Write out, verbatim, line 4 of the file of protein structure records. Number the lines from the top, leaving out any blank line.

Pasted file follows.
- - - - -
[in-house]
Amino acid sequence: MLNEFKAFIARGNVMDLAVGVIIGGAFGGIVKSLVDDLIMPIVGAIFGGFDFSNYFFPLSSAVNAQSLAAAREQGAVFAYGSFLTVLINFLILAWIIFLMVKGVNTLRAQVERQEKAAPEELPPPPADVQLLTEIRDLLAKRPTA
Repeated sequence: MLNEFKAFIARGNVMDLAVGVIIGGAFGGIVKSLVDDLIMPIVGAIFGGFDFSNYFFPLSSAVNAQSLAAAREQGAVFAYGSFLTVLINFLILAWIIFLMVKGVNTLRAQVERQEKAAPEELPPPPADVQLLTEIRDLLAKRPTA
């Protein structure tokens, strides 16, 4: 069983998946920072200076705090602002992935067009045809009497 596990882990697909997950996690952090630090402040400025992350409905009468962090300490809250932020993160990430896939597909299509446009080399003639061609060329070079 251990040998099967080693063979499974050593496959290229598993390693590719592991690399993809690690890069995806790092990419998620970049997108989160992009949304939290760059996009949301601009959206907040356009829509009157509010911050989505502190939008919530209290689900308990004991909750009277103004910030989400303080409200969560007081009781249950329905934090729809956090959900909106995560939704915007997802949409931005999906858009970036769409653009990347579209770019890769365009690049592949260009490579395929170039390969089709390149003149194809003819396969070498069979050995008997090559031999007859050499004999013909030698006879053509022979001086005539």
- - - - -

């Protein structure tokens, strides 16, 4: 069983998946920072200076705090602002992935067009045809009497 596990882990697909997950996690952090630090402040400025992350409905009468962090300490809250932020993160990430896939597909299509446009080399003639061609060329070079 251990040998099967080693063979499974050593496959290229598993390693590719592991690399993809690690890069995806790092990419998620970049997108989160992009949304939290760059996009949301601009959206907040356009829509009157509010911050989505502190939008919530209290689900308990004991909750009277103004910030989400303080409200969560007081009781249950329905934090729809956090959900909106995560939704915007997802949409931005999906858009970036769409653009990347579209770019890769365009690049592949260009490579395929170039390969089709390149003149194809003819396969070498069979050995008997090559031999007859050499004999013909030698006879053509022979001086005539």